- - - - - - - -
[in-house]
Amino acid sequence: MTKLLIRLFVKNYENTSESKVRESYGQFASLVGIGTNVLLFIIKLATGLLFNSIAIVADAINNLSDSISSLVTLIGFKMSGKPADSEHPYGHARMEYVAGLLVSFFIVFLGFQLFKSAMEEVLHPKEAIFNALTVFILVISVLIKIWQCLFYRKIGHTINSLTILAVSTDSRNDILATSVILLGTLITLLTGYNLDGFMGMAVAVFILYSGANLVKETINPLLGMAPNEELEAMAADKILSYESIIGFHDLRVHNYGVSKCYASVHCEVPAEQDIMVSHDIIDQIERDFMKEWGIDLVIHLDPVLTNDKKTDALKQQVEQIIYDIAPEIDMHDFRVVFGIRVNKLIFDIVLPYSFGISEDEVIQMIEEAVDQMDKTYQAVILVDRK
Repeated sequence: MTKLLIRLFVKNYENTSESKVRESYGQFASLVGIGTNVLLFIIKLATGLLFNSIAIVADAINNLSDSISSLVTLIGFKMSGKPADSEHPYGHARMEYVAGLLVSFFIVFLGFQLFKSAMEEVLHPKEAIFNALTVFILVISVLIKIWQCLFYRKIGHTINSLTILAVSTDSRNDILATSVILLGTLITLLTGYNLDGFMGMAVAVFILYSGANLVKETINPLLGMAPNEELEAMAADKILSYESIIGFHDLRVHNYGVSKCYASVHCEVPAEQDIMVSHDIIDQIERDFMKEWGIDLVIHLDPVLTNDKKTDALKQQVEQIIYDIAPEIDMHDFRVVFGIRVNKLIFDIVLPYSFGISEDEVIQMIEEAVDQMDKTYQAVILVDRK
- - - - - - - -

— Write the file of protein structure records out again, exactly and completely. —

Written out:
[in-house]
Amino acid sequence: MTKLLIRLFVKNYENTSESKVRESYGQFASLVGIGTNVLLFIIKLATGLLFNSIAIVADAINNLSDSISSLVTLIGFKMSGKPADSEHPYGHARMEYVAGLLVSFFIVFLGFQLFKSAMEEVLHPKEAIFNALTVFILVISVLIKIWQCLFYRKIGHTINSLTILAVSTDSRNDILATSVILLGTLITLLTGYNLDGFMGMAVAVFILYSGANLVKETINPLLGMAPNEELEAMAADKILSYESIIGFHDLRVHNYGVSKCYASVHCEVPAEQDIMVSHDIIDQIERDFMKEWGIDLVIHLDPVLTNDKKTDALKQQVEQIIYDIAPEIDMHDFRVVFGIRVNKLIFDIVLPYSFGISEDEVIQMIEEAVDQMDKTYQAVILVDRK
Repeated sequence: MTKLLIRLFVKNYENTSESKVRESYGQFASLVGIGTNVLLFIIKLATGLLFNSIAIVADAINNLSDSISSLVTLIGFKMSGKPADSEHPYGHARMEYVAGLLVSFFIVFLGFQLFKSAMEEVLHPKEAIFNALTVFILVISVLIKIWQCLFYRKIGHTINSLTILAVSTDSRNDILATSVILLGTLITLLTGYNLDGFMGMAVAVFILYSGANLVKETINPLLGMAPNEELEAMAADKILSYESIIGFHDLRVHNYGVSKCYASVHCEVPAEQDIMVSHDIIDQIERDFMKEWGIDLVIHLDPVLTNDKKTDALKQQVEQIIYDIAPEIDMHDFRVVFGIRVNKLIFDIVLPYSFGISEDEVIQMIEEAVDQMDKTYQAVILVDRK